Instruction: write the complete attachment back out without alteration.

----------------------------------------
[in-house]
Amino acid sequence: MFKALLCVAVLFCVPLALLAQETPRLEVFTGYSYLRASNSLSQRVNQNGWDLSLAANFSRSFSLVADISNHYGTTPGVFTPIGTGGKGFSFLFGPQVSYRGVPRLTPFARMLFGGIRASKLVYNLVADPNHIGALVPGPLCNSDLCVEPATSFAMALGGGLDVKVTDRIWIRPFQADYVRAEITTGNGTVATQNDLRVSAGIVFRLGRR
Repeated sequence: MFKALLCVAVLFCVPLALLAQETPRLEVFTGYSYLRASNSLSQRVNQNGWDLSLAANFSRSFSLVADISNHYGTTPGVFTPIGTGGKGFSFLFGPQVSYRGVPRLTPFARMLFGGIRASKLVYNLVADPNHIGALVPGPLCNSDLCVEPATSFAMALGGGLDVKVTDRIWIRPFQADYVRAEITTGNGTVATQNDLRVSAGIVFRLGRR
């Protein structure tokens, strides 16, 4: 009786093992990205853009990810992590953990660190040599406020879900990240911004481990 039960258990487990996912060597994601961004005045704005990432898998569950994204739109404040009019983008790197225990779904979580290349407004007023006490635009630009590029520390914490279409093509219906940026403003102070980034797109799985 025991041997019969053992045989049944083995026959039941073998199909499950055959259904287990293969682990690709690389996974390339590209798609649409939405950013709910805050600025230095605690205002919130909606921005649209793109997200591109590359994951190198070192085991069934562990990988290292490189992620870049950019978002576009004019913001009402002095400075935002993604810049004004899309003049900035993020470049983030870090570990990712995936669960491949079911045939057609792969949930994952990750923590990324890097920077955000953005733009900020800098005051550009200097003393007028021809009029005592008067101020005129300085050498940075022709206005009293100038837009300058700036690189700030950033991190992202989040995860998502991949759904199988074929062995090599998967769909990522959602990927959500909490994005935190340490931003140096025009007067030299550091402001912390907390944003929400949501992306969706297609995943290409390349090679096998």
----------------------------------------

[in-house]
Amino acid sequence: MFKALLCVAVLFCVPLALLAQETPRLEVFTGYSYLRASNSLSQRVNQNGWDLSLAANFSRSFSLVADISNHYGTTPGVFTPIGTGGKGFSFLFGPQVSYRGVPRLTPFARMLFGGIRASKLVYNLVADPNHIGALVPGPLCNSDLCVEPATSFAMALGGGLDVKVTDRIWIRPFQADYVRAEITTGNGTVATQNDLRVSAGIVFRLGRR
Repeated sequence: MFKALLCVAVLFCVPLALLAQETPRLEVFTGYSYLRASNSLSQRVNQNGWDLSLAANFSRSFSLVADISNHYGTTPGVFTPIGTGGKGFSFLFGPQVSYRGVPRLTPFARMLFGGIRASKLVYNLVADPNHIGALVPGPLCNSDLCVEPATSFAMALGGGLDVKVTDRIWIRPFQADYVRAEITTGNGTVATQNDLRVSAGIVFRLGRR
């Protein structure tokens, strides 16, 4: 009786093992990205853009990810992590953990660190040599406020879900990240911004481990 039960258990487990996912060597994601961004005045704005990432898998569950994204739109404040009019983008790197225990779904979580290349407004007023006490635009630009590029520390914490279409093509219906940026403003102070980034797109799985 025991041997019969053992045989049944083995026959039941073998199909499950055959259904287990293969682990690709690389996974390339590209798609649409939405950013709910805050600025230095605690205002919130909606921005649209793109997200591109590359994951190198070192085991069934562990990988290292490189992620870049950019978002576009004019913001009402002095400075935002993604810049004004899309003049900035993020470049983030870090570990990712995936669960491949079911045939057609792969949930994952990750923590990324890097920077955000953005733009900020800098005051550009200097003393007028021809009029005592008067101020005129300085050498940075022709206005009293100038837009300058700036690189700030950033991190992202989040995860998502991949759904199988074929062995090599998967769909990522959602990927959500909490994005935190340490931003140096025009007067030299550091402001912390907390944003929400949501992306969706297609995943290409390349090679096998």